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Rajlaxmi had been noticing the unhappy vibes between the two. She conveniently decided to play judge and held Meera guilty on all charges for their difficult relationship.
“Drowning is not an option! Fight the current. Stay afloat!”
Meera heard these broken sentences amidst the chaotic rise and fall of her body, in the aggressive river water. She was 14 back then. She had gone for a picnic with her parents. Lost in the charming thoughts of her young mind, Meera had wandered off closer to a river at the picnic spot. She had been pelting purposeless stones into the dancing river, hopelessly absorbed in thoughts about a boy who had smiled at her at school, a day earlier. Meera liked how the river water seemed as erratic as her heartbeat. Almost leaping out at every stone pelted onto its restless surface!
Suddenly, out of nowhere, her slipper decided to be deceitful and let go of its grip on the mossy stone-laden riverbank. Within seconds, Meera had slipped into the turbulent river. She had never been that scared in her life. Her parents heard a loud splash and rushed towards the river.
The current was strong that day and Meera had started to see her entire life before her eyes. The breeze bullied the reeds forcing them to swish and sway to its vagaries, forwards and backwards, this way and that. The peace and calm near the place, from a few minutes earlier had evolved into a nightmare! Her father kept shouting, as he waded towards her through the unfriendly waters – “Drowning is not an option, Meera! Fight the current. Stay afloat!” As she sank in and pulled herself out, Meera could repeatedly hear the broken words in differing volumes- ‘Drowning…not…option’. She had to remind herself – ‘I know how to swim!’. Had she forgotten that she could swim? In those few horrible moments, she had indeed lost all sense of time and logic.
Equpped with this new realisation, Meera emerged with full force this time. Pushing against the current and swimming into her father’s arms. Mud, leaves and a saltless river smell were the badges of honour on Meera’s body that day. She had fought the current and made it back!
That moment stayed with her. Little did Meera know that she would be drowning in more tumultuous waters, during the course of her life. Each time she felt like she was sinking in the quicksand of demands from her life, she thought of this day. She would struggle her way back to the safety of land. She would imagine melting into the cloud of her father’s loving arms.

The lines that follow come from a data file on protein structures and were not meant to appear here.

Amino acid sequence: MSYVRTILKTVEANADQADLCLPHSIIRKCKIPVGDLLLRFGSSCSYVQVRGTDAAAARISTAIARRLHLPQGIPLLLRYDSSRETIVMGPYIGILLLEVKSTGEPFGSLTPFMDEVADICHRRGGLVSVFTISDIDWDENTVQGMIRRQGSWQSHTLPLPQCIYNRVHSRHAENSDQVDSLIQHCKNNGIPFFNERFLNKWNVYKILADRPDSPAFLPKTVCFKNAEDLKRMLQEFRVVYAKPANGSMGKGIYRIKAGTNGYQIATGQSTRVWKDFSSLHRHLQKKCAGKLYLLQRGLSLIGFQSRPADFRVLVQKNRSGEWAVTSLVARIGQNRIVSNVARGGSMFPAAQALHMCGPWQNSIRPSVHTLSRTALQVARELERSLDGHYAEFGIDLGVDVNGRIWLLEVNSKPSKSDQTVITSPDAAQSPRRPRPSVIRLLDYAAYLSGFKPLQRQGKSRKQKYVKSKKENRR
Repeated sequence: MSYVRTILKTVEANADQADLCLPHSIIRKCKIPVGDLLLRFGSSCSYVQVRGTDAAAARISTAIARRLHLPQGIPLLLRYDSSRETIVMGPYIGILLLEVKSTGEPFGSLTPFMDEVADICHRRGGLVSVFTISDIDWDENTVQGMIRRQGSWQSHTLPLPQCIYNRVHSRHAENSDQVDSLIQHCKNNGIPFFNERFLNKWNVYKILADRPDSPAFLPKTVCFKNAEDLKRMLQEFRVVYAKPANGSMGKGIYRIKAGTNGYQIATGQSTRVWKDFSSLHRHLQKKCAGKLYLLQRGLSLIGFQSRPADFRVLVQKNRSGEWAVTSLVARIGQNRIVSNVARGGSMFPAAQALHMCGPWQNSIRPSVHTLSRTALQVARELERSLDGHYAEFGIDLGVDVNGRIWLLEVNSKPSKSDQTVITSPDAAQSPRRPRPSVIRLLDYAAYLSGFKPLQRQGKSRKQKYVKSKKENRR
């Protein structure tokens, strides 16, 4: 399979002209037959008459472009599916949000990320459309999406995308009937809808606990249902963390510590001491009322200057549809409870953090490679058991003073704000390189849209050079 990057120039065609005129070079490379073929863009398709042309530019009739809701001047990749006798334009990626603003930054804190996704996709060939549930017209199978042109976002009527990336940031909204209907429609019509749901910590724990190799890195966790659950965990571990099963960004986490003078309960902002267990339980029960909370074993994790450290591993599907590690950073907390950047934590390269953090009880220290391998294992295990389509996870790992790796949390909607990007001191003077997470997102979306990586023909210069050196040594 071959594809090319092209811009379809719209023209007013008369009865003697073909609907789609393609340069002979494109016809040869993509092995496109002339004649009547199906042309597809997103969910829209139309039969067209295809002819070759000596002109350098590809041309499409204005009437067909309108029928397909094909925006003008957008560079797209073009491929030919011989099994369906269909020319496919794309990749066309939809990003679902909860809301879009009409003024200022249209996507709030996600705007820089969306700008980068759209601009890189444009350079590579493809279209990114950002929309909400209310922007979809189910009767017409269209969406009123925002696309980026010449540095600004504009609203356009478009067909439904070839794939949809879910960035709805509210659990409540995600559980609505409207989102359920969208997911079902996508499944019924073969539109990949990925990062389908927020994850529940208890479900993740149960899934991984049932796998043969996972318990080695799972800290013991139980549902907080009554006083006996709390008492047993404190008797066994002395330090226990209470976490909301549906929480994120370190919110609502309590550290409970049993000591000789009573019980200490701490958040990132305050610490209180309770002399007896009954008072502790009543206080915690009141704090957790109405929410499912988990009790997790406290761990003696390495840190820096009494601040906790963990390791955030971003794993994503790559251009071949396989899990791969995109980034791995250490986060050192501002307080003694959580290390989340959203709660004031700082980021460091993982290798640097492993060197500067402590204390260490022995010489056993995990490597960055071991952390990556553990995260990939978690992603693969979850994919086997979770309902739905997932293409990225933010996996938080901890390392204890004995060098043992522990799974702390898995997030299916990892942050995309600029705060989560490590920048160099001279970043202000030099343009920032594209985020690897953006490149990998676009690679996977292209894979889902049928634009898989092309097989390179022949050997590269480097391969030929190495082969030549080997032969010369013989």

A few years later, life had turned a new tide for Meera. Her father had passed away when she was 20, and not much later, she received a marriage proposal from the Janakiraman family.
The family was financially stable (unlike Meera’s own family during those days) and the boy had such kind eyes (according to Meera’s aunt, and more importantly, a stable job!). Meera’s beauty and sincere reputation in the neighbourhood had won her this ‘prize catch’ as described by her aunt.
Meera’s mother had felt extremely insecure after losing her husband early in life. It was his first and only heart attack. It swept him away within a matter of seconds. Never having envisaged such a tragedy, the future of her children, her own future and their collective destinies, after the tragedy befell, she felt that Meera’s marriage would be a huge responsibility taken off her checklist. It seemed to her fragile mind that at least Meera had a shot at a brighter life.
The proposal was swiftly acted upon. Even swifter than the heart attack that stole Appa from the family. Meera had no time to think, absorb, or even accept her circumstances. She had barely even overcome the shock of Appa’s death. It felt to her mind, as if her favourite man in the whole wide world was being hastily and sloppily replaced with a new undesirable one. Moreover, she was in her last year of college when she had been stowed away like cattle and tied to the marriage.
She hated Jatin way before she was even married to him. Meera’s cold attitude and distant behaviour troubled Jatin. He felt judged by her and felt that she never really tried to get to know him. However, he was well aware about her struggle with accepting her Appa’s death.
Jatin himself had never wanted to marry that early in life. He had just completed his Chartered Accountancy and he wanted to enjoy the excitement of his first-ever job. His family had been watching his life take flight and they decided to ‘tame’ his ascension by bringing in an anchoring equipment called the bride. ‘It is best to ‘clip their wings early’, his aunt Sudha had once declared.
Meera and Jatin had many rough corners in their relationship that only added to the friction between them. The biggest and most brutal of those particles was Jatin’s mother – Rajlaxmi. Stone hearted, cold, hurtful and rigid! Rajlaxmi had been noticing the unhappy vibes between the two. She conveniently decided to play judge and held Meera guilty on all charges for their difficult relationship.
In desperate attempts to bring her Meera to feel guilty, she would impose routine punishments upon her prisoner! At times, Meera would be ordered to cook lavish meals all by herself for a house party, and at times, she was expected to stay at home and look after ‘the home’ while Rajlakshmi stepped out for leisure. ‘What is the gas cylinder comes? What if Jatin decides to return early? Someone, might try to call on the landline, Meera. You must stay back and take care of ‘the house’.”
Meera would go back to the day of her drowning when she was a child. This marriage, felt exactly like that disturbing, scary and suffocating current of the river. She kept bobbing up and down, gasping for a breath of fresh air, every now and then. She detested Rajlaxmi so much, that she had actually started to see Jatin as a much nobler and understanding individual.